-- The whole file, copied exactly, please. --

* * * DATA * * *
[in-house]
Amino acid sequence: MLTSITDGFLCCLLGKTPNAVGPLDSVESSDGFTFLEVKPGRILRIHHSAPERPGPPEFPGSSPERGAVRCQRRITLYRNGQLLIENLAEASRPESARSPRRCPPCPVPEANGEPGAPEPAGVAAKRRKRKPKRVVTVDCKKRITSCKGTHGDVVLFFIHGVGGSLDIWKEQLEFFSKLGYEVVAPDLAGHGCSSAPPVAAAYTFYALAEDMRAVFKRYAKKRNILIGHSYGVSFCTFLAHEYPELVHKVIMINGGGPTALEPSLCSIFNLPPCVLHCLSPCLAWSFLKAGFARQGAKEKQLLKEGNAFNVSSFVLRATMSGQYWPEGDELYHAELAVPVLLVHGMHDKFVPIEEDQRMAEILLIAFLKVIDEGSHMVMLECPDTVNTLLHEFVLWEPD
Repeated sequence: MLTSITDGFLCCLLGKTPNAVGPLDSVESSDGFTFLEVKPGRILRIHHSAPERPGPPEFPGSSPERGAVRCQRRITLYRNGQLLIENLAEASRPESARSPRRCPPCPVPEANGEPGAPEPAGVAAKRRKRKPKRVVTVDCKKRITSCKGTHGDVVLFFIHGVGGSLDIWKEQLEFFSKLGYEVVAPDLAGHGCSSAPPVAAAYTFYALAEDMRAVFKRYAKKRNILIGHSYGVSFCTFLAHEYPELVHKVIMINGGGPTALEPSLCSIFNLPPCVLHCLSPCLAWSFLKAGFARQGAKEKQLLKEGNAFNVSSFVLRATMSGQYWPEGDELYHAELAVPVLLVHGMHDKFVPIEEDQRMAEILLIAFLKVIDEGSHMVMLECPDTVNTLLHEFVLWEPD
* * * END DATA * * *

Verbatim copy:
[in-house]
Amino acid sequence: MLTSITDGFLCCLLGKTPNAVGPLDSVESSDGFTFLEVKPGRILRIHHSAPERPGPPEFPGSSPERGAVRCQRRITLYRNGQLLIENLAEASRPESARSPRRCPPCPVPEANGEPGAPEPAGVAAKRRKRKPKRVVTVDCKKRITSCKGTHGDVVLFFIHGVGGSLDIWKEQLEFFSKLGYEVVAPDLAGHGCSSAPPVAAAYTFYALAEDMRAVFKRYAKKRNILIGHSYGVSFCTFLAHEYPELVHKVIMINGGGPTALEPSLCSIFNLPPCVLHCLSPCLAWSFLKAGFARQGAKEKQLLKEGNAFNVSSFVLRATMSGQYWPEGDELYHAELAVPVLLVHGMHDKFVPIEEDQRMAEILLIAFLKVIDEGSHMVMLECPDTVNTLLHEFVLWEPD
Repeated sequence: MLTSITDGFLCCLLGKTPNAVGPLDSVESSDGFTFLEVKPGRILRIHHSAPERPGPPEFPGSSPERGAVRCQRRITLYRNGQLLIENLAEASRPESARSPRRCPPCPVPEANGEPGAPEPAGVAAKRRKRKPKRVVTVDCKKRITSCKGTHGDVVLFFIHGVGGSLDIWKEQLEFFSKLGYEVVAPDLAGHGCSSAPPVAAAYTFYALAEDMRAVFKRYAKKRNILIGHSYGVSFCTFLAHEYPELVHKVIMINGGGPTALEPSLCSIFNLPPCVLHCLSPCLAWSFLKAGFARQGAKEKQLLKEGNAFNVSSFVLRATMSGQYWPEGDELYHAELAVPVLLVHGMHDKFVPIEEDQRMAEILLIAFLKVIDEGSHMVMLECPDTVNTLLHEFVLWEPD